but no mention of significant difference in relation to the Mann Whitney
test and the observed and critical value.
(c) All 7 marks for the evaluation. 1 mark for practice effects ignoring the
bit about independent measures design. 1 mark for boys may be better
at video games in general. 1 mark for effects of demand characteristics
on girls. 1 mark for volunteer sample explained. 1 mark for ecological
1 mark for why it cannot be generalised to everyday life relating it to
parking a car in everyday life.
1 mark for why the results can be generalised as it only used participants
When evaluating your practical make sure
every point refers to something specific
in your practical to ensure you gain the
GCE Psychology 6PS02 01 33
Overall this response gained 7 marks.
(a) 2 marks for the aim. The aim gets 2 marks as the candidate
has explained what they mean by gender. The hypothesis gets 0
marks because it gives no idea of what the task is eg spatial task.
(b) 0 marks for the results as these were not given. It was not a
(c) 5 marks for the evaluation. 1 mark for the age range making
it difficult to generalise. 1 generic mark for ecological validity as
it is not related to anything about their practical. 1 generic mark
for order effects as again this is not explained in terms of the
candidate's practical. 1 mark for consent just explained 1 mark for
the control explained in terms of the same amount of time given
which is linked to the candidate's practical.
34 GCE Psychology 6PS02 01
This seemed to be an accessible question with very few blanks compared to the previous
series. Most candidates did answer all aspects of the question including the comparison with
another explanation of gender. However some candidates lost marks because one aspect of
their answer was not as good as the other aspects. When evaluating, many candidate just
referred to Bandura and Money with, in some cases, little evidence of any further knowledge
of the topic. When comparing approaches, there needs to be more emphasis on how the
different approaches are similar and different, rather than just offering a description of one
approach followed by a description of another.
Better candidates were able to describe a learning theory and use relevant examples
to illustrate the point. When describing operant conditioning they knew the difference
between negative reinforcement and punishment and how they could be used in gender
development. Their evaluations were often well explained with many points being elaborated
and comparisons explained. When evaluating they often included the results of several
studies, not just the results of Bandura and Money.
Other candidates could have improved their descriptions by the use of examples relevant
to gender development. Their descriptions often lacked the use of key terms such as
positive reinforcement. When evaluating, points tended to be underdeveloped and not
explained enough and comparisons were also underdeveloped eg saying both learning and
psychodynamic explanations looked at nurture, but then did not include how they looked at
36 GCE Psychology 6PS02 01
This candidate gained all 12 marks.
The description is Level 4. SLT includes several terms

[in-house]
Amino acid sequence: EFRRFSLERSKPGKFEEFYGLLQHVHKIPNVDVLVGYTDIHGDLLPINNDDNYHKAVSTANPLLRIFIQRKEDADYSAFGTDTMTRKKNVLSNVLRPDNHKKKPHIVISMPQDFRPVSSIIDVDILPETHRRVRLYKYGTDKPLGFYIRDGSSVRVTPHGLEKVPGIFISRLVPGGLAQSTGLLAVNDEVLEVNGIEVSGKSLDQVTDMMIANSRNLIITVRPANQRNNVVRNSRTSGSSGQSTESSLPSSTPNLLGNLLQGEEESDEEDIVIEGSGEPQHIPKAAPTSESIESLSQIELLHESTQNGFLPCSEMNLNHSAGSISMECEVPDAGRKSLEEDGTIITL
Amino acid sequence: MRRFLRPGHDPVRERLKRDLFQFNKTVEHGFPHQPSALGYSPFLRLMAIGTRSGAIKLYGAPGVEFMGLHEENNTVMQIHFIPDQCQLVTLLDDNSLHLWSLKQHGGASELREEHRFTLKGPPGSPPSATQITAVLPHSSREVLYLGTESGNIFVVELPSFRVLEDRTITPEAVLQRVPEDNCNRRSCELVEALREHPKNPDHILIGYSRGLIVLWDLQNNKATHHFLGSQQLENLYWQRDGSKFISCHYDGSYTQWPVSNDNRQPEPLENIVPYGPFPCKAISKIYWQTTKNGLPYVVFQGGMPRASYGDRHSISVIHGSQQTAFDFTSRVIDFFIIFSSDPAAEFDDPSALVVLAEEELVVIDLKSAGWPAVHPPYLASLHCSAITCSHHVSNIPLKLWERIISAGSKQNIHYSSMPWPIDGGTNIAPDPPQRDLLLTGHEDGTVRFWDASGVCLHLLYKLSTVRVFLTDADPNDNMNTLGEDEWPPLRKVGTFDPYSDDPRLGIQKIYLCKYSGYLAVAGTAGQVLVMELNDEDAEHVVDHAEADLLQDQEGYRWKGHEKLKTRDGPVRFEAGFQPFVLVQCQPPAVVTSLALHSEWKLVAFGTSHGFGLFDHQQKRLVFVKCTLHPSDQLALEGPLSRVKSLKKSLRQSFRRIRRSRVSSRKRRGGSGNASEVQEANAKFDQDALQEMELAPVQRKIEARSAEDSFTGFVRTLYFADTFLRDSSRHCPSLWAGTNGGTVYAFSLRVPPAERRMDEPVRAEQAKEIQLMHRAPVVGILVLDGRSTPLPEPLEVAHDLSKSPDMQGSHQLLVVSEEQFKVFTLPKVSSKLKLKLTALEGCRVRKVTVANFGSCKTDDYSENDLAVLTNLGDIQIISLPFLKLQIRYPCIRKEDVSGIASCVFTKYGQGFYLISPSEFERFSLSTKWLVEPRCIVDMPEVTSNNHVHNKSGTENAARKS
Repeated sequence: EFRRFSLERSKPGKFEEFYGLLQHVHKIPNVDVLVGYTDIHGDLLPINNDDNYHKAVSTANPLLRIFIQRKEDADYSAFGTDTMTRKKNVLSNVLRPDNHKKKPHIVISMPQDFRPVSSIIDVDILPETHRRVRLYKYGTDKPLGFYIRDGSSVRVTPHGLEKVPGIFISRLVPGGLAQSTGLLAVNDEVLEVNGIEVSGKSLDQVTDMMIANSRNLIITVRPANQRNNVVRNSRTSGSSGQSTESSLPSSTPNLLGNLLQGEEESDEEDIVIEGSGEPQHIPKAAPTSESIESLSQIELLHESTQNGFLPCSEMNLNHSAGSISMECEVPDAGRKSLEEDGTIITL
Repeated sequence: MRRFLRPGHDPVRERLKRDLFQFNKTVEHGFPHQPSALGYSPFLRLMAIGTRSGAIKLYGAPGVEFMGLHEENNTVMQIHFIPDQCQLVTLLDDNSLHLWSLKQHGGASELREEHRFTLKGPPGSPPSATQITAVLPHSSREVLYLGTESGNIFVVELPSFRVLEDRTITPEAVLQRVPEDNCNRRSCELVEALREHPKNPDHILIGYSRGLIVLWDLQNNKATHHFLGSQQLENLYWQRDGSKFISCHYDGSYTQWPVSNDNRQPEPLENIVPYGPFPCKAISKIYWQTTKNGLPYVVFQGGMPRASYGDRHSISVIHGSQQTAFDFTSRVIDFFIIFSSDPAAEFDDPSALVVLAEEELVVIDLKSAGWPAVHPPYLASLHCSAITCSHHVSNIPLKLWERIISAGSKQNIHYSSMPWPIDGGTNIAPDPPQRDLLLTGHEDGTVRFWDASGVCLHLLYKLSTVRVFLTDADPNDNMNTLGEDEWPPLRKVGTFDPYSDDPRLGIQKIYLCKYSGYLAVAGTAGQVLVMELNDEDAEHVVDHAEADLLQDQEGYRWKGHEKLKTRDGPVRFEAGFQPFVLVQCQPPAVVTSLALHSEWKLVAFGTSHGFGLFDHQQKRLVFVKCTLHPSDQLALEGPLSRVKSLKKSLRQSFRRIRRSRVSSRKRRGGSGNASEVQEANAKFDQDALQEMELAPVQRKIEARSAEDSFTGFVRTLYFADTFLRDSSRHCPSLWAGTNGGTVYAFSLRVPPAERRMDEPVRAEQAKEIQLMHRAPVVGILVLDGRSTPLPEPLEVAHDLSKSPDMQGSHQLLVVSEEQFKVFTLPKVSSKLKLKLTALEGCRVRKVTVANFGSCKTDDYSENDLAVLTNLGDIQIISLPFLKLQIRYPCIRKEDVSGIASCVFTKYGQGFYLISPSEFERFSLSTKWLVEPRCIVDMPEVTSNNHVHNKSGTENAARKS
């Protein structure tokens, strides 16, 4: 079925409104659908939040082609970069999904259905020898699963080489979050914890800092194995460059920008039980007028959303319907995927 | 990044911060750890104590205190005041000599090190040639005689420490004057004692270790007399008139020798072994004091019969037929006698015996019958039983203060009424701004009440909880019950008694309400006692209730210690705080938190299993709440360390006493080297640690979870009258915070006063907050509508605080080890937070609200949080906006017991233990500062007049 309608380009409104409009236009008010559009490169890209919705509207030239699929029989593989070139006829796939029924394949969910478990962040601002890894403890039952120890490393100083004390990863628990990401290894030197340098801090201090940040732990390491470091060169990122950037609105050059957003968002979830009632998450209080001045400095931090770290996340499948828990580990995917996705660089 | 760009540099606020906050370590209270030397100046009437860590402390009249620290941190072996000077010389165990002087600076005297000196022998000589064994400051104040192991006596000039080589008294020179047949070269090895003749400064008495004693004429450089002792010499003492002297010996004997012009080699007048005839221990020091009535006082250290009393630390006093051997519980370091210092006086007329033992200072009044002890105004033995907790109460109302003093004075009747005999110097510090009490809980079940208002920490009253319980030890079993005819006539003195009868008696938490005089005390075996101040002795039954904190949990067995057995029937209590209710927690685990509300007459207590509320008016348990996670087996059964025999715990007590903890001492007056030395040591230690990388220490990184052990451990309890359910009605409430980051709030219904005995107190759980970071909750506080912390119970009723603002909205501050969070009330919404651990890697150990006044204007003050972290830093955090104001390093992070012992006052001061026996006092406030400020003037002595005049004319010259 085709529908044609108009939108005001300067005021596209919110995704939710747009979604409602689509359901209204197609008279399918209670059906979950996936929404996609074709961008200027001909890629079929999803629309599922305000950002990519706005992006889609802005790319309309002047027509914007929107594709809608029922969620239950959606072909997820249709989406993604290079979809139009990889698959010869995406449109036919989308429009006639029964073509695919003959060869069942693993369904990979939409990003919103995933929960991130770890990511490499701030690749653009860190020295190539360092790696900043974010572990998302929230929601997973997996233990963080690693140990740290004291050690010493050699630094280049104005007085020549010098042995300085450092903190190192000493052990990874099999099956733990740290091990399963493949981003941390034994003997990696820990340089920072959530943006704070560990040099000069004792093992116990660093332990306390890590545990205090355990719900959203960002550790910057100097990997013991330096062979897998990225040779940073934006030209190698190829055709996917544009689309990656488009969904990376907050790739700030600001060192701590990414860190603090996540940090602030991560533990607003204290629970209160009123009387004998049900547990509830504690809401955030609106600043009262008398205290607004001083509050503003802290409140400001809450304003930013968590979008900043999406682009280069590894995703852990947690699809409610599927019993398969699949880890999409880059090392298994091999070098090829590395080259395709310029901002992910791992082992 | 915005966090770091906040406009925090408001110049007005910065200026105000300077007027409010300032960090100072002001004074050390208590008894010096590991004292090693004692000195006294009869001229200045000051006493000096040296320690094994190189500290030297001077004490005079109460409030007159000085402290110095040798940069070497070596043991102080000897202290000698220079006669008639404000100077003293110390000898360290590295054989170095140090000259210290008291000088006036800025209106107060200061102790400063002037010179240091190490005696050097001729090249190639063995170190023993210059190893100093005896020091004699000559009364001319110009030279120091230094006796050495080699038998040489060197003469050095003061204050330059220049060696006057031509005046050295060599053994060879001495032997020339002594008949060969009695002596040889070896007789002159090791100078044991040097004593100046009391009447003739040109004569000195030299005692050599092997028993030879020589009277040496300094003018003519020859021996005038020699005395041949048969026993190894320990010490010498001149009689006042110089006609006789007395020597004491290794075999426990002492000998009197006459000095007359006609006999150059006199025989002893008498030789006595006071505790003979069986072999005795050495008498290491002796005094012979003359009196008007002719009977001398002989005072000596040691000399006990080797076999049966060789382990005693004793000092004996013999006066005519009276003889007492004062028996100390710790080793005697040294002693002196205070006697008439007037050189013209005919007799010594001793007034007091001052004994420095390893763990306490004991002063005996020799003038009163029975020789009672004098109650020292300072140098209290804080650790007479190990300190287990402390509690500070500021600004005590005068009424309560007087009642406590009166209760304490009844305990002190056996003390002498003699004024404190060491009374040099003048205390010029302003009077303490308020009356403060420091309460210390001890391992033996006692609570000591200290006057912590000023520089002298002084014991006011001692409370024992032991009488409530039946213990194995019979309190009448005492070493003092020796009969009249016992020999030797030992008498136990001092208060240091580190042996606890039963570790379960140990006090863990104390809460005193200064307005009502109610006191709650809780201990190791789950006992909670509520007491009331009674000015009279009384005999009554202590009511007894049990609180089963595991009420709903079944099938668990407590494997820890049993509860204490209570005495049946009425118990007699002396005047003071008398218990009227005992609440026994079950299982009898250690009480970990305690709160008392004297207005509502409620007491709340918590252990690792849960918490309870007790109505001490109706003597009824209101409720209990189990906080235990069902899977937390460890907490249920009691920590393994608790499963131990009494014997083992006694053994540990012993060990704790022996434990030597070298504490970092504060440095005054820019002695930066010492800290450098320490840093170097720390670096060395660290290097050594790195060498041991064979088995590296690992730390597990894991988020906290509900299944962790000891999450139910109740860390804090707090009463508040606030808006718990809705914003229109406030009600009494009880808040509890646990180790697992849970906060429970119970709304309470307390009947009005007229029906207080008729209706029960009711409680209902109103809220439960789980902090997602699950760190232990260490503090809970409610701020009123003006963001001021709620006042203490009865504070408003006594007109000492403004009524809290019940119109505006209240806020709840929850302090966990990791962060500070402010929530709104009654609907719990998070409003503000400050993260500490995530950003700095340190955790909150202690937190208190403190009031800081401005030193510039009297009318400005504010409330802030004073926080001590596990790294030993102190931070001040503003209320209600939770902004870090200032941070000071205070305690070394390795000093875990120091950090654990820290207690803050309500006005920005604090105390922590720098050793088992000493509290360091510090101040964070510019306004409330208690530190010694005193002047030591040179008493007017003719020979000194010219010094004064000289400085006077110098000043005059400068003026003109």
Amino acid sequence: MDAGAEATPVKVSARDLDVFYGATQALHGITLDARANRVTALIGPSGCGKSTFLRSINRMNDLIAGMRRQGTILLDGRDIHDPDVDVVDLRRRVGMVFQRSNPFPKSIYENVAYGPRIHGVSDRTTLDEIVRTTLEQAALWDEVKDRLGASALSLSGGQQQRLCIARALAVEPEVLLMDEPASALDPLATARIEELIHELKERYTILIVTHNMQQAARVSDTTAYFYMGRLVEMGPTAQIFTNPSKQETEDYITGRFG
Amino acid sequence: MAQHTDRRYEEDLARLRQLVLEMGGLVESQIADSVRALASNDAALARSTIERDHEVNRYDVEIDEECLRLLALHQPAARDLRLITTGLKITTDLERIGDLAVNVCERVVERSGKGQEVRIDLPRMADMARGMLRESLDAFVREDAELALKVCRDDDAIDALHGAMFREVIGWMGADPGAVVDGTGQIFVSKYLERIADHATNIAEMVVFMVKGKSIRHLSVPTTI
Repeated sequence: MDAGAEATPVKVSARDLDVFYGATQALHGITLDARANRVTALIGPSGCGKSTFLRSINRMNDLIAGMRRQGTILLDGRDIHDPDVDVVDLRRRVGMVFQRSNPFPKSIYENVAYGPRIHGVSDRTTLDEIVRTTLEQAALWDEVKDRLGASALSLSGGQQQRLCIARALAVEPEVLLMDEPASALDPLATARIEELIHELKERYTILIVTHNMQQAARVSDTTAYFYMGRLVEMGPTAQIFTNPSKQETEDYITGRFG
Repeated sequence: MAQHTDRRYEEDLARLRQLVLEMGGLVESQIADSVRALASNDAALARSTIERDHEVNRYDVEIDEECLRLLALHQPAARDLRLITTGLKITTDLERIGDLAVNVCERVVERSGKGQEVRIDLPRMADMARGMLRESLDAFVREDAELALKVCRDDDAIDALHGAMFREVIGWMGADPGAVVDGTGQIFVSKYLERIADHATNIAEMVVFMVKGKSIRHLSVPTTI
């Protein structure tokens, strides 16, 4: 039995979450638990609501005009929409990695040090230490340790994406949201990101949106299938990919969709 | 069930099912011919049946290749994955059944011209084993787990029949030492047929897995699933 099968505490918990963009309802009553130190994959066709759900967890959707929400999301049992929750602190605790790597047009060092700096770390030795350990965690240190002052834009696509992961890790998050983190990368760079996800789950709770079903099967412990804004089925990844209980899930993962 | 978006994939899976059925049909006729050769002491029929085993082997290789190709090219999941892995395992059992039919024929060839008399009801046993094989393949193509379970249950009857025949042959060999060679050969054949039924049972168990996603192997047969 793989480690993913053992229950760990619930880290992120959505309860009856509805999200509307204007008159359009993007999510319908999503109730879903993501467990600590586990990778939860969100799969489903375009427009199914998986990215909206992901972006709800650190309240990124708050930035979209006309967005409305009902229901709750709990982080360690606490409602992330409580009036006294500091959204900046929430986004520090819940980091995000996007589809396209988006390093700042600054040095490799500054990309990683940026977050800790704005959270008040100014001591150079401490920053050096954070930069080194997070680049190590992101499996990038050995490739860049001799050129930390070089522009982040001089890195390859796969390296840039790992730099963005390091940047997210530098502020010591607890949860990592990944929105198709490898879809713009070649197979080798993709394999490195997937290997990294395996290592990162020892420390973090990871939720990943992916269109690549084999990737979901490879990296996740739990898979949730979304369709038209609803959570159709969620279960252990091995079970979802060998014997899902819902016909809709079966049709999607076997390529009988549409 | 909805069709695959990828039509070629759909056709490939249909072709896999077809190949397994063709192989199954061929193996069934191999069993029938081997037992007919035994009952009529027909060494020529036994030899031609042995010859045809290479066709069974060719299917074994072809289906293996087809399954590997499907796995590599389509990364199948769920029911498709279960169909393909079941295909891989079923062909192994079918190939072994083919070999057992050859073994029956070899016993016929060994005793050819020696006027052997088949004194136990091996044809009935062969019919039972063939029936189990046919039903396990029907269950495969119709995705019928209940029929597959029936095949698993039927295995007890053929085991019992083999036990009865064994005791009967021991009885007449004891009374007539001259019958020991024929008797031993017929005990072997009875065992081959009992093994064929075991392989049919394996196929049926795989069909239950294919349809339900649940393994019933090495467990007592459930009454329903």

explained well and good examples relating to gender. This
could achieve Level 4 on its own and references to operant
conditioning adds to the answer.
A clear explicit comparison with the biological approach is also
Level 4. Evaluation is Level 4 with good evidence explained,
Money, the follow up, Bandura Ross & Ross. A weaker
application is given, but in the context of the exam this does
not detract from the evaluation. Nor does the statement at
the end about SLT not explaining why we imitate same sex
role models when it does. This is an excellent example of what
could be expected for this question under exam conditions.
GCE Psychology 6PS02 01 39
This response gained 6 marks. The description is just Level 3.
Although only theory is included, it is fine given the wording
of the question. It is not Level 4 because the terms mentioned
are not always explained. There is a clear comparison with
the biological approach but it then goes on to describe the
biological approach in great detail. There is one separate weak
evaluation point about David Reimer which is not explained.
Therefore it has to be Level 2 as the description and evaluation
are not good.
In essays make sure the description
and evaluation are both good or very
good, otherwise marks will be limited
to Level 2.
40 GCE Psychology 6PS02 01
Based on their performance on this paper, candidates are offered the following advice:
• When evaluating studies make sure the points refer to something specific about that
study rather than a comment that could apply to several studies.
• If the question asks for an example make sure you include an example.
• When talking about how a task in a study is not a realistic task, refer to it as task
validity rather than ecological validity.
• If describing the results of a study in detail include some accurate figures.
• When describing results from your practical include reference to the statistical test used
and the observed and critical values in relation to whether the results are significant or
GCE Psychology 6PS02 01 41
Grade boundaries for this, and all other papers, can be found on the website on this link:
Pearson Education Limited. Registered company number 872828
with its registered office at Edinburgh Gate, Harlow, Essex CM20 2JE